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A monologue from the play by William Shakespeare
Act 1, Scene 2
Adriano De Armado
* I will hereupon confess I am in love: and as it is
base for a soldier to love, so am I in love with a
If drawing my sword against the humour
of affection would deliver me from the reprobate
thought of it, I would take Desire prisoner, and
ransom him to any French courtier for a new-devised
I think scorn to sigh: methinks I should
outswear Cupid. Comfort, me, boy: what great men
have been in love?
*I do affect the very ground, which is base, where
her shoe, which is baser, guided by her foot, which
is basest, doth tread.
I shall be forsworn, which is a great
argument of falsehood, if I love.
And how can that be true love which is falsely
attempted? Love is a familiar; Love is a devil:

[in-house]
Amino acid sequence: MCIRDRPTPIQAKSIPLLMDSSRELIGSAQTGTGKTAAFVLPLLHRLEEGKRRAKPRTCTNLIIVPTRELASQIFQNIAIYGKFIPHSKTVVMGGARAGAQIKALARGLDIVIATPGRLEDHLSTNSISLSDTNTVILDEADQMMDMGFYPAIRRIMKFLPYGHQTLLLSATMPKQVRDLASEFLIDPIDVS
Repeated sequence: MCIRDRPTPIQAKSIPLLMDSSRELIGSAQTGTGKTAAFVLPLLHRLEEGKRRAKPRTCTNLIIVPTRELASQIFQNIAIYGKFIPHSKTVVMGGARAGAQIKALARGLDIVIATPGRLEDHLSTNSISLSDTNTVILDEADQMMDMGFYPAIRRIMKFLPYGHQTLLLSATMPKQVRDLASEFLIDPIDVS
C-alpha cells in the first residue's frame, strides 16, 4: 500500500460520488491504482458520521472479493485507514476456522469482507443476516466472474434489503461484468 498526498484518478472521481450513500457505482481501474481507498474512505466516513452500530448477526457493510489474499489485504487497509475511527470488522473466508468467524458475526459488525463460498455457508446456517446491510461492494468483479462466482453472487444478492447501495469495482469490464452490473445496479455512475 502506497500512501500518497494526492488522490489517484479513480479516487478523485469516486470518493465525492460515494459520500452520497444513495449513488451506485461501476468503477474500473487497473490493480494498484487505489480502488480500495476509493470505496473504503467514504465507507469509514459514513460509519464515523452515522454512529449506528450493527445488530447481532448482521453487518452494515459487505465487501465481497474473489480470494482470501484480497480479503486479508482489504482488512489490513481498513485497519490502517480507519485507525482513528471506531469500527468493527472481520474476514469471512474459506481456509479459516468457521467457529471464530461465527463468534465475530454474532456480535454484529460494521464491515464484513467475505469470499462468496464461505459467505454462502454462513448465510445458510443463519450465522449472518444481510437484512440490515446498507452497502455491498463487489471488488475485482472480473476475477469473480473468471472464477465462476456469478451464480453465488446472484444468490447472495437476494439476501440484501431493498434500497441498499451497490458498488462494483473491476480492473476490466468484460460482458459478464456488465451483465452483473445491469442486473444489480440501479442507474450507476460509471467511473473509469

there is no evil angel but Love. Yet was Samson so
tempted, and he had an excellent strength; yet was
Solomon so seduced, and he had a very good wit.
Cupid’s butt-shaft is too hard for Hercules’ club;
and therefore too much odds for a Spaniard’s rapier.
The first and second cause will not serve my turn;
the passado he respects not, the duello he regards
his disgrace is to be called boy; but his
glory is to subdue men. Adieu, valour! rust rapier!
be still, drum! for your manager is in love; yea,
he loveth. Assist me, some extemporal god of rhyme,
for I am sure I shall turn sonnet.
Devise, wit; write, pen; for I
am for whole volumes in folio.
Note: This monologue is actually made up of two different monologues from Act 1, Scene 2 and have been marked with *